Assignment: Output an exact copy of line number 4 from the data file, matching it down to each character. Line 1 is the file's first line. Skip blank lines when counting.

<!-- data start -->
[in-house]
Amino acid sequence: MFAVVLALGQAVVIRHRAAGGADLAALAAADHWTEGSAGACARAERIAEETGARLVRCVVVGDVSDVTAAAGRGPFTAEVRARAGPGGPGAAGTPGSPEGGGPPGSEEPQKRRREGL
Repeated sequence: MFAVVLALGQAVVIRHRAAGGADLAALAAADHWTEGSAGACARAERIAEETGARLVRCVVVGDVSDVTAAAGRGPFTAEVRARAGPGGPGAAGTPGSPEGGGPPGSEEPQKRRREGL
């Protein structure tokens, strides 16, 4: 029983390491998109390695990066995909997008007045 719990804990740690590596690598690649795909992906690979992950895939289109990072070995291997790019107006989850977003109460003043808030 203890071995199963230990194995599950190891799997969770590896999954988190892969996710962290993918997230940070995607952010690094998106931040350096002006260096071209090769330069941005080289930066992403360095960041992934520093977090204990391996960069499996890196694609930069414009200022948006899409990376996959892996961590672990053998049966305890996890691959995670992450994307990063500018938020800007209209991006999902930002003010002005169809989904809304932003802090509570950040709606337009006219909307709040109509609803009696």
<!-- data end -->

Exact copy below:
């Protein structure tokens, strides 16, 4: 029983390491998109390695990066995909997008007045 719990804990740690590596690598690649795909992906690979992950895939289109990072070995291997790019107006989850977003109460003043808030 203890071995199963230990194995599950190891799997969770590896999954988190892969996710962290993918997230940070995607952010690094998106931040350096002006260096071209090769330069941005080289930066992403360095960041992934520093977090204990391996960069499996890196694609930069414009200022948006899409990376996959892996961590672990053998049966305890996890691959995670992450994307990063500018938020800007209209991006999902930002003010002005169809989904809304932003802090509570950040709606337009006219909307709040109509609803009696």